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Review by K. Austin Collins

American Utopia begins where David Byrne’s 2018 album of the same name ended: with the song “Here.” “Here is an area of great confusion,” the former Talking Heads singer declares from a steel-gray, uncluttered stage, a model brain aloft in his hand. He points to another region on the brain: “Here is a connection with the opposite side.”

Connection — and not only between opposites, but in the manner of a neural network or, to…

Dick Johnson Is Dead

Dick Johnson Is Dead

★★★★★

Review by K. Austin Collins

The title of Kirsten Johnson’s extraordinary new documentary, Dick Johnson Is Dead, is not a true statement — yet. Dick Johnson, the filmmaker’s beloved father, is not dead. Still, this oddly poignant and sneakily provocative movie, which is now streaming on Netflix, shows him dying any number of ways, twice, thrice … one starts to lose count after awhile. A trip down the stairs. An air conditioner falling on his head. A construction mishap involving…

White Riot

White Riot

★★★★

This review may contain spoilers. I can handle the truth.

Review by David Fear

The guy with mask and the cape runs onstage, to the screams of thousands of people standing in Victoria Park on a characteristically brisk April day in 1978. He calls himself “Mr. Oligarchy,” but folks backstage — and some of the savvier people attending this outdoor concert — know him as Red Saunders. “This ain’t no Woodstock,” the gent tells the assembled Britons before him. “This is the carnival against the fucking Nazis!”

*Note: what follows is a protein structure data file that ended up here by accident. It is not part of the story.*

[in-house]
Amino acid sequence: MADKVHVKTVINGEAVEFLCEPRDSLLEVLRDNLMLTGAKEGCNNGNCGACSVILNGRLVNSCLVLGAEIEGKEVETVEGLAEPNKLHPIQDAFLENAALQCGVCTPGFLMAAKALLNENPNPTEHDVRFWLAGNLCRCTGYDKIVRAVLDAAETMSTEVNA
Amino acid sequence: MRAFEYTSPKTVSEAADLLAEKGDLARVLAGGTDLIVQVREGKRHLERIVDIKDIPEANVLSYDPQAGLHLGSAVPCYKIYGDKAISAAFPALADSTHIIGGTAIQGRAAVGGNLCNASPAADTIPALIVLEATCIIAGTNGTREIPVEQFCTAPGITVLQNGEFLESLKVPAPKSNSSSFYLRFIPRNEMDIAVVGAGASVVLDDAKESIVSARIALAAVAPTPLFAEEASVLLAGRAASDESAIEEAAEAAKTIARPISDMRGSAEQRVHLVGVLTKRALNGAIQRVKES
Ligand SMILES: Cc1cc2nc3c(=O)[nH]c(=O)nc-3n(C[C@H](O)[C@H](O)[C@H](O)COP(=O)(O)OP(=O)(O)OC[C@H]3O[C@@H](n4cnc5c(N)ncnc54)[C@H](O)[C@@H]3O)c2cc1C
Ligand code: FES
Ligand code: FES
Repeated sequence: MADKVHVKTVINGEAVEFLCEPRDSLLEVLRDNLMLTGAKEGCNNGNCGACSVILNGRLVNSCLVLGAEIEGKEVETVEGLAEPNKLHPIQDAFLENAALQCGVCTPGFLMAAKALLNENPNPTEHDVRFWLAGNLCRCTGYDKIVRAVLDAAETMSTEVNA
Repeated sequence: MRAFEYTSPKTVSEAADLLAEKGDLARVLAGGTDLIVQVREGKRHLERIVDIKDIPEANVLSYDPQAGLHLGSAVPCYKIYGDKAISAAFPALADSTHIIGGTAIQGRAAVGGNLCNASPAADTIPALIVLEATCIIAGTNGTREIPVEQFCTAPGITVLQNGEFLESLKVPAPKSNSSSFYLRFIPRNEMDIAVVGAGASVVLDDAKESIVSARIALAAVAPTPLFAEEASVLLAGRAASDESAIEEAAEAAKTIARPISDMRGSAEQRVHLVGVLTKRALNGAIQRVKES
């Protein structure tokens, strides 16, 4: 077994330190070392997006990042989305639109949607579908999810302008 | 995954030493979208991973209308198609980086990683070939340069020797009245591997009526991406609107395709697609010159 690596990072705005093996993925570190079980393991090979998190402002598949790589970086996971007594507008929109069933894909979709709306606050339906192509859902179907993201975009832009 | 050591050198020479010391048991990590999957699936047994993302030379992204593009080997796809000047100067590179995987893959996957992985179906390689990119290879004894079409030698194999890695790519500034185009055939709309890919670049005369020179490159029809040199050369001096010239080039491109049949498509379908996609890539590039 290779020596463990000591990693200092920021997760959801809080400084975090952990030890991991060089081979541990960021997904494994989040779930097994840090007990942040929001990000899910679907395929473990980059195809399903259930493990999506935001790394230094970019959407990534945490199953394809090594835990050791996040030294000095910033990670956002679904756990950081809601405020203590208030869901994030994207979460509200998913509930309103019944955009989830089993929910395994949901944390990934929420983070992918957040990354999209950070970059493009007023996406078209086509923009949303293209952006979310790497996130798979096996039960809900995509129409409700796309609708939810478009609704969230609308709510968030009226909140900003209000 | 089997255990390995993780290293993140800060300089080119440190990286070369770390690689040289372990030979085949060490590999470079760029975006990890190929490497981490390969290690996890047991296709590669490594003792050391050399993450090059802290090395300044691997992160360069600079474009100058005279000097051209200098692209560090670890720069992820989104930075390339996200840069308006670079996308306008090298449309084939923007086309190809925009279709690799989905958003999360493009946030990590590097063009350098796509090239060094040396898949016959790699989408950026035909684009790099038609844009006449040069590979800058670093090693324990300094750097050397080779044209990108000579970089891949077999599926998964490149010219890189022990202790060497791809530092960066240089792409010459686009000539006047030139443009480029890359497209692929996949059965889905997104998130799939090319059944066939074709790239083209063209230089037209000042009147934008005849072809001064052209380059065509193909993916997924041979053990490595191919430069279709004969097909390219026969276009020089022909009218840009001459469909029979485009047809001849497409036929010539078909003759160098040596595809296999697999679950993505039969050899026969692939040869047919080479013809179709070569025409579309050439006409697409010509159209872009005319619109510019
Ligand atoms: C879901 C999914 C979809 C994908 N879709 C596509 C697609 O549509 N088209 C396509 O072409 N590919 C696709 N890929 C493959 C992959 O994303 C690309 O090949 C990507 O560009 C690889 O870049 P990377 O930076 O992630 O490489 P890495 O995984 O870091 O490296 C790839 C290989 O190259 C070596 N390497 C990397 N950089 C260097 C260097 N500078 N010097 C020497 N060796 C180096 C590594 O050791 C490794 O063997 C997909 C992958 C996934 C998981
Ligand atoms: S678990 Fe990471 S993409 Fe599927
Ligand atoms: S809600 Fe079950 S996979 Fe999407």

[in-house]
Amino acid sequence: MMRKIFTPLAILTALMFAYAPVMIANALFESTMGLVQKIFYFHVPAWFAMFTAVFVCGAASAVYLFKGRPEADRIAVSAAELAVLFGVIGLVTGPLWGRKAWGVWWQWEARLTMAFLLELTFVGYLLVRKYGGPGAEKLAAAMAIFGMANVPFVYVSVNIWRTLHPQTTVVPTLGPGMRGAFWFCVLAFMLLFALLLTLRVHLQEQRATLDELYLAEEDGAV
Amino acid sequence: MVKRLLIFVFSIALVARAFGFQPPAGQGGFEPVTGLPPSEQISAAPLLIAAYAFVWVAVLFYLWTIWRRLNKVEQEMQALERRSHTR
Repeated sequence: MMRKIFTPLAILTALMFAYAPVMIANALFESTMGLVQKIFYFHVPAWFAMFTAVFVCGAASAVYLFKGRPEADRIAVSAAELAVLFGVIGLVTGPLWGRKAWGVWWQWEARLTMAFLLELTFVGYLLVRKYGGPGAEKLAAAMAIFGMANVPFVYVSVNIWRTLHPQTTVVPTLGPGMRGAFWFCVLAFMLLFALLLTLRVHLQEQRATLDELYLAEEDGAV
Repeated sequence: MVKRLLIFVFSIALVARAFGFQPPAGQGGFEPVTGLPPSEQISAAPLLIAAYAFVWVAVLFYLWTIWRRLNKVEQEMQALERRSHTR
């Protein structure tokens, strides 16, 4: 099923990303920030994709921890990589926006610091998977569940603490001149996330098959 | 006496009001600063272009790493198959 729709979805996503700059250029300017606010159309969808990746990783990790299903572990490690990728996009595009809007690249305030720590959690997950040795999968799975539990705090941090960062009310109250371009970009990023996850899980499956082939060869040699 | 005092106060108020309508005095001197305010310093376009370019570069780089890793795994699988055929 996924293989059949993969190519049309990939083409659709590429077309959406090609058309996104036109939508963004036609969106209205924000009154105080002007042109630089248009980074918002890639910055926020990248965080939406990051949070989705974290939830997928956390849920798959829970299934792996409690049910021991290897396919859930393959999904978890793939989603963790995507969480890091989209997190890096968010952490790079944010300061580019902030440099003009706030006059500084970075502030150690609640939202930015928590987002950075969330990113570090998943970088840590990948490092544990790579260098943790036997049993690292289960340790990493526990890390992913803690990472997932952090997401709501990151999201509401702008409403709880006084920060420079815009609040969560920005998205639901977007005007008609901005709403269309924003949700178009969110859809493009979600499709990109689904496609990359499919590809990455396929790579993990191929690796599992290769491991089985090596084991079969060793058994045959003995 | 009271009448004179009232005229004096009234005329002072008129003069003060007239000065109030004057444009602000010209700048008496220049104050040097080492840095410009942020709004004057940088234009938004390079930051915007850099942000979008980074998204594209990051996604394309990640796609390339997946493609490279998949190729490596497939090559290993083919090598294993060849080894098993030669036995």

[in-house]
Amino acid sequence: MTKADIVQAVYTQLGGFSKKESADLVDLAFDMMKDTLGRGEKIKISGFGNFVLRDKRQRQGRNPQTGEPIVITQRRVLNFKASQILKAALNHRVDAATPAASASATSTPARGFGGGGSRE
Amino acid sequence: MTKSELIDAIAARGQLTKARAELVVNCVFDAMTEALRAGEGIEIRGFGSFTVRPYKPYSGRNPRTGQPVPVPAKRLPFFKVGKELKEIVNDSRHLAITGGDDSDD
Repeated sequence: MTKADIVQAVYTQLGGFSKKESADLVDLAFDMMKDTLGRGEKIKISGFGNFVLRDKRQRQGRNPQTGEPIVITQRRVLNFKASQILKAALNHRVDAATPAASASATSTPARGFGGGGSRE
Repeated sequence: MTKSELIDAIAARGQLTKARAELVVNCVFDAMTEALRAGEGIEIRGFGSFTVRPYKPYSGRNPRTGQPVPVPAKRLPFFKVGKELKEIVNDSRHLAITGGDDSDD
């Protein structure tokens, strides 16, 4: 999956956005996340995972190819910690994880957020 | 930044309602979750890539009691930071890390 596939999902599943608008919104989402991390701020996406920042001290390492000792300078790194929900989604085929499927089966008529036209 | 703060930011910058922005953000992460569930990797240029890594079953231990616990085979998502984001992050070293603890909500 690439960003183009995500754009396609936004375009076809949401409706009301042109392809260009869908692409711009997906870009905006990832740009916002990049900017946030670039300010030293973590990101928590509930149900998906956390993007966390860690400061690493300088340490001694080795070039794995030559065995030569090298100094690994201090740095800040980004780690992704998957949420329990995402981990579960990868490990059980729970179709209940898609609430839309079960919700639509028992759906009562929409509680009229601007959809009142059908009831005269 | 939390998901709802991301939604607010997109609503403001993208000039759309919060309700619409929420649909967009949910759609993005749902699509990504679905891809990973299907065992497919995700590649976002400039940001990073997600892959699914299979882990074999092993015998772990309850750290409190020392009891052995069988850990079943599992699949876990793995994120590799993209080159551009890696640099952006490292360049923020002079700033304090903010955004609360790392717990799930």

As Saunders himself…

Liked reviews

Mangrove

Mangrove

★★★★

Review by Eric Kohn

The dramatic story of the Mangrove Nine, when a group of Black British activists fought back against racist police raids in a tense series of courtroom showdowns, practically pitched itself as a movie when it unfolded in 1970. (They were acquitted of most charges, but the raids didn’t stop.) It only took 50 years, but writer-director Steve McQueen’s “Mangrove” works overtime to fill the gap, resulting in a delectable crowdpleaser both specific to its moment and relevant today.

by Peter Debruge

It took four movies before Lee Isaac Chung was ready to tell the kind of story first-timers so often rush to share straight out of the gate. Not a coming-of-age movie so much as a deeply personal and lovingly poetic rendering of his Korean American childhood — specifically, how it felt for his immigrant family to adjust to life in small-town Arkansas — “Minari” benefits from the maturity and perspective Chung brings to the project. Waiting until…